Witch Hazel is still naturally drying which means if you are putting it on your hands regularly, you need something to keep them moisturized as well. Most recipes online called for Vitamin E oil, but I didn't have any of that on hand. Instead I used Vegetable Glycerin and it worked well. I found that the gel ended up being a little greasy and took a minute more to dry on my hands than I would have liked. Next time I am going to try vitamin E oil and see if it does the same. You might also want to try reducing the quantity of oil as well! Just don't let your hands start drying out and cracking!


Essential Oils

Adding essential oils to your homemade hand sanitizer will serve as both aromatherapy and bacterial protection. Although studies comparing all types of essential oils against bacteria are limited, many studies have been done comparing some of the most popular ones such as tea tree, eucalyptus, orange, lemon, oregano, thyme. Each study compared the essential oils to different types of bacteria but almost all found positive results indicating antibacterial properties associated with each one. A quick google search will give you lists such as this one, with attached references to the published studies themselves. I chose to use orange, tea tree, and cinnamon for this one. Feel free to switch up the types if you like a different smell or are impressed by a study conducted with a different essential oil! Additionally, you can adjust the quantity of drops as preferred (keeping it below 20 to have a safe strength for daily application).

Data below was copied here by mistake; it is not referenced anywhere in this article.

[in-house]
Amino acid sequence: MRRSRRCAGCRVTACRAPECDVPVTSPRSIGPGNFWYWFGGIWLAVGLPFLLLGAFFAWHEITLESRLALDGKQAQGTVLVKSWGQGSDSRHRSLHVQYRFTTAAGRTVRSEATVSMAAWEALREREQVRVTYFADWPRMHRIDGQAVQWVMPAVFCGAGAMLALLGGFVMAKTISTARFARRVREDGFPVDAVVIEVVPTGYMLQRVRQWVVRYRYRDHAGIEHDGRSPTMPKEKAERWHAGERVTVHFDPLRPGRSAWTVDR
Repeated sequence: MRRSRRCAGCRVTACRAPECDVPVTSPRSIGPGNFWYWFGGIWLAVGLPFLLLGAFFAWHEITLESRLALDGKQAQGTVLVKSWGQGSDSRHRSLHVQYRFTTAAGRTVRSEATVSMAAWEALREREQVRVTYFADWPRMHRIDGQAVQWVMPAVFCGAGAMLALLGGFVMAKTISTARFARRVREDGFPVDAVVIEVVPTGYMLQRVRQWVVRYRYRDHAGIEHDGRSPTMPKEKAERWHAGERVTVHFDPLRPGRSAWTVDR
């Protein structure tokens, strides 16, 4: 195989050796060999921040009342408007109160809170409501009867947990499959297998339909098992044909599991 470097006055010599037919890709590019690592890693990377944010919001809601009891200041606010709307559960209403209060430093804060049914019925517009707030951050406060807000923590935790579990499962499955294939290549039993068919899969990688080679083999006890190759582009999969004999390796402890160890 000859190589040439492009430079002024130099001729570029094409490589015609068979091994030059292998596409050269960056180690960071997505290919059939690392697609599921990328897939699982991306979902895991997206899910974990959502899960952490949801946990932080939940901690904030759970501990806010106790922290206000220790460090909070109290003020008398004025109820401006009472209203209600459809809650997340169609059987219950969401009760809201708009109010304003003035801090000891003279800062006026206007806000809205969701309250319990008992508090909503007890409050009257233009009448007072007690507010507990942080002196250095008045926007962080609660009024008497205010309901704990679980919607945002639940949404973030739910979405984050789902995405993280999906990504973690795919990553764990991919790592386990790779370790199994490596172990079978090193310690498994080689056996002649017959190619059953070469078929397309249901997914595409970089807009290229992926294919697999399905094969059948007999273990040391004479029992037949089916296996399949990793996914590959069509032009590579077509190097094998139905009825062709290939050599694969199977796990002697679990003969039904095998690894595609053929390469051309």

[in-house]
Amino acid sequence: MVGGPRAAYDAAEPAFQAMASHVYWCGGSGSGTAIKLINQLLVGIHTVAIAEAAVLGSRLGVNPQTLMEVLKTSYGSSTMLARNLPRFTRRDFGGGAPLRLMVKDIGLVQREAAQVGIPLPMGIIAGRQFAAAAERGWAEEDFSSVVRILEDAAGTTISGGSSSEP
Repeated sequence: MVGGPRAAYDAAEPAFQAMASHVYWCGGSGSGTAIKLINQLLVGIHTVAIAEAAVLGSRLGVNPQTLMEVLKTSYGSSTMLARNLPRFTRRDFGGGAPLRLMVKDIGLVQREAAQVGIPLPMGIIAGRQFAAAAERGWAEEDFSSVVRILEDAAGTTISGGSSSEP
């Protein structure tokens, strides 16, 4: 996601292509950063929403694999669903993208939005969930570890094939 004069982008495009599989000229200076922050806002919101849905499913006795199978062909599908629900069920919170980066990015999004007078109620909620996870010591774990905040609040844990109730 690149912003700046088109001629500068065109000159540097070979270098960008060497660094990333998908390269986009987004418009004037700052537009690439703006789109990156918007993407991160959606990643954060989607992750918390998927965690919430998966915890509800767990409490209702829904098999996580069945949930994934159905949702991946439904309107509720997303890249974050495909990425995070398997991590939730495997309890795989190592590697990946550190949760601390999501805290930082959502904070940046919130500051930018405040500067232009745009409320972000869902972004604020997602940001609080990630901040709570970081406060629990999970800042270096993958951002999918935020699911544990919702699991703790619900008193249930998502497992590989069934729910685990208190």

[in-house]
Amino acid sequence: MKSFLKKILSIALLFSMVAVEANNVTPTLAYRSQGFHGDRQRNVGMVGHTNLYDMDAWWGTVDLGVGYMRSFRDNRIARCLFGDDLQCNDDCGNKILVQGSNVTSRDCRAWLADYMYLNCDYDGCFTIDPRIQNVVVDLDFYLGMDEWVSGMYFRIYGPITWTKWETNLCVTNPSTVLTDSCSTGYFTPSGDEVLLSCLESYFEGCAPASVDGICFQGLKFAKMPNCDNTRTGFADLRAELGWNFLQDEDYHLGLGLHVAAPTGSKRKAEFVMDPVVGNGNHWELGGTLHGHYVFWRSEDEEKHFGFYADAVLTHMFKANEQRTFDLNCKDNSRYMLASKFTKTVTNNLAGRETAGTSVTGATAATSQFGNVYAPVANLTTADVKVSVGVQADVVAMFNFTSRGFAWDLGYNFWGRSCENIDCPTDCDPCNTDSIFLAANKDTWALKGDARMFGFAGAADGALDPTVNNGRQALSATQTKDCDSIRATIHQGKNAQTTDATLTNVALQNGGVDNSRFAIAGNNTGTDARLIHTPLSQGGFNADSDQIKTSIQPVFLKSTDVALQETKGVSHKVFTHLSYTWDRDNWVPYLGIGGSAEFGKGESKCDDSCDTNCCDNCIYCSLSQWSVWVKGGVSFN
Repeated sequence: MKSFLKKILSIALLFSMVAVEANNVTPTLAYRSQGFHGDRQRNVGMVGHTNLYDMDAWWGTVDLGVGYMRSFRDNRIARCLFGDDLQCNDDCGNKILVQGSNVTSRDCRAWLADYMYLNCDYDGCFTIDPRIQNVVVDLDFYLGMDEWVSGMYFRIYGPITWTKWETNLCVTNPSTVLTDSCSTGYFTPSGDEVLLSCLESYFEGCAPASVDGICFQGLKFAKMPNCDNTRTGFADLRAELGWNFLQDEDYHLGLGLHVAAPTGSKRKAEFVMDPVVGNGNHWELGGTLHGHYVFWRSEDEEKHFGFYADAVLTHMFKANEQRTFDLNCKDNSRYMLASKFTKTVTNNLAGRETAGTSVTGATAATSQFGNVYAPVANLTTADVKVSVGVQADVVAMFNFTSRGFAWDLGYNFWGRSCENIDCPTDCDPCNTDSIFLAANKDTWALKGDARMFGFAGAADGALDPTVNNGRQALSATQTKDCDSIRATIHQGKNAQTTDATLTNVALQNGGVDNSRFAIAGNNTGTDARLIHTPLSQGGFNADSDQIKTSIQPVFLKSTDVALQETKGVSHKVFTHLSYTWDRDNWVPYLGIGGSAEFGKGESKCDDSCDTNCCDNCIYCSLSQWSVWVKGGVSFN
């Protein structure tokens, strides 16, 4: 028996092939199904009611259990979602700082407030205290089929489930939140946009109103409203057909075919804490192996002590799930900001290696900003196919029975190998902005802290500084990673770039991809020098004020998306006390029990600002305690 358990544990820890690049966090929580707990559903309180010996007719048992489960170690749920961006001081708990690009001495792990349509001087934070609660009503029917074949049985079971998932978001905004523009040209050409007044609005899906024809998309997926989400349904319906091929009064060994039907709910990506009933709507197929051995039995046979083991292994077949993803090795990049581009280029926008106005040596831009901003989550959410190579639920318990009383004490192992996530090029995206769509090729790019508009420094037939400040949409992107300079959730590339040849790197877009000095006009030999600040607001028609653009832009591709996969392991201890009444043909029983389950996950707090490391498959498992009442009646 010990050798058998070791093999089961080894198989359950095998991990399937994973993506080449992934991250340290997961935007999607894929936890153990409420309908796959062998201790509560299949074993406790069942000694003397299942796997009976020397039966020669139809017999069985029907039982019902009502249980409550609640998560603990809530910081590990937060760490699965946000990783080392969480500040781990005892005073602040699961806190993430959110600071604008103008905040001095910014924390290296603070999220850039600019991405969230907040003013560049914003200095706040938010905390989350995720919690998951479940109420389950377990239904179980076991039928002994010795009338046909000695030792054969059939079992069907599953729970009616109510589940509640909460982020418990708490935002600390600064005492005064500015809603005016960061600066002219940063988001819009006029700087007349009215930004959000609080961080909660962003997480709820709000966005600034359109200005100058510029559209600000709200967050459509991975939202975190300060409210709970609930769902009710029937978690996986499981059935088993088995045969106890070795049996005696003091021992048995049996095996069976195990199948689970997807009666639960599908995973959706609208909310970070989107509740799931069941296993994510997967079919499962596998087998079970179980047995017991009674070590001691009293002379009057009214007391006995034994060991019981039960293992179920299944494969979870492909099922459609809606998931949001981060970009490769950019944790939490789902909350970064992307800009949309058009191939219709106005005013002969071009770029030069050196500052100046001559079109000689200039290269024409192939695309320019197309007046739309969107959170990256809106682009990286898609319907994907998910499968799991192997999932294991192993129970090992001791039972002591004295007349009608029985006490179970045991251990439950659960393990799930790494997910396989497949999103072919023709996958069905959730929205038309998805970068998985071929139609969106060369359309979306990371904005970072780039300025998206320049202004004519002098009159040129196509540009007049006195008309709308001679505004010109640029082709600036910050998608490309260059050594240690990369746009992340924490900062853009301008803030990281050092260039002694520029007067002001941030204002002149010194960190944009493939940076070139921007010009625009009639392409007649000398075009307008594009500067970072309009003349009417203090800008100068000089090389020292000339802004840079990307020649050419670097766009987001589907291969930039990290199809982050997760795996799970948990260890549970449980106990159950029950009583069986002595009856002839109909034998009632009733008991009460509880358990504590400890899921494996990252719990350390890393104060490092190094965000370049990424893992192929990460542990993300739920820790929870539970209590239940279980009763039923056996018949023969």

Now, are you ready to make your own hand sanitizer? Follow the recipe below to get started! 

Zero Waste Hand Sanitizer (DIY)



  • 3 tbsp. aloe vera gel

  • 1 tbsp. witch hazel

  • 1 tsp. (or less) vegetable glycerin or vitamin E oil

  • 10 total drops of essential oil:

    • 3 drops tea tree

    • 3 drops geranium

    • 4 drops sweet orange


  • Bowl

  • Spoon

  • Funnel

  • Container




1. Put the aloe vera gel, witch hazel, and vegetable glycerin in the bowl. Mix them together thoroughly.


2. Pour the ingredients into your container of choice using the funnel.


3. Add the essential oils straight into the container and then shake to mix.


*The recipe makes only about a 1/4 cup in total or around 4 fluid ounces. 

Let me know if you try it out and how it works for you! I'll be taking my little bottle with me to Ecuador, Argentina, and Mexico this summer and I'll be reporting back on how it feels to use it every day!


Photos taken by Mason Kale Herbert Suda - visit her instagram @masonkale to see more beautiful photos!